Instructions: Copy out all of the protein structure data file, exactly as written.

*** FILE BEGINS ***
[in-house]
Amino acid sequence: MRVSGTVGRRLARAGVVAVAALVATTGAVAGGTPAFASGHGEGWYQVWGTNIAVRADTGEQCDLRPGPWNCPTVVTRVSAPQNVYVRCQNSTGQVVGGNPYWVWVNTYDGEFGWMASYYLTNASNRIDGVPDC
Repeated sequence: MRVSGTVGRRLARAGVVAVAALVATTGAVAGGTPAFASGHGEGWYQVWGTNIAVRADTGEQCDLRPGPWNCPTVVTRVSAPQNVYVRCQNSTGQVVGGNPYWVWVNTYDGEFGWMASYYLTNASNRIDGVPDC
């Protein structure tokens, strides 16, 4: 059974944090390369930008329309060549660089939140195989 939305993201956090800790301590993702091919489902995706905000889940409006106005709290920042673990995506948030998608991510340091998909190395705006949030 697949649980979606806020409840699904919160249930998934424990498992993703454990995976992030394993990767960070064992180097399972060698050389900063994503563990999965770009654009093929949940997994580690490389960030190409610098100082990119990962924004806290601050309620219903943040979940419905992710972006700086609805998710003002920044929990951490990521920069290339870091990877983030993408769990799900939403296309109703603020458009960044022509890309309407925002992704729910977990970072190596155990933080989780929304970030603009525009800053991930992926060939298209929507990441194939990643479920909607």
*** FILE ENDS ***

[in-house]
Amino acid sequence: MRVSGTVGRRLARAGVVAVAALVATTGAVAGGTPAFASGHGEGWYQVWGTNIAVRADTGEQCDLRPGPWNCPTVVTRVSAPQNVYVRCQNSTGQVVGGNPYWVWVNTYDGEFGWMASYYLTNASNRIDGVPDC
Repeated sequence: MRVSGTVGRRLARAGVVAVAALVATTGAVAGGTPAFASGHGEGWYQVWGTNIAVRADTGEQCDLRPGPWNCPTVVTRVSAPQNVYVRCQNSTGQVVGGNPYWVWVNTYDGEFGWMASYYLTNASNRIDGVPDC
């Protein structure tokens, strides 16, 4: 059974944090390369930008329309060549660089939140195989 939305993201956090800790301590993702091919489902995706905000889940409006106005709290920042673990995506948030998608991510340091998909190395705006949030 697949649980979606806020409840699904919160249930998934424990498992993703454990995976992030394993990767960070064992180097399972060698050389900063994503563990999965770009654009093929949940997994580690490389960030190409610098100082990119990962924004806290601050309620219903943040979940419905992710972006700086609805998710003002920044929990951490990521920069290339870091990877983030993408769990799900939403296309109703603020458009960044022509890309309407925002992704729910977990970072190596155990933080989780929304970030603009525009800053991930992926060939298209929507990441194939990643479920909607």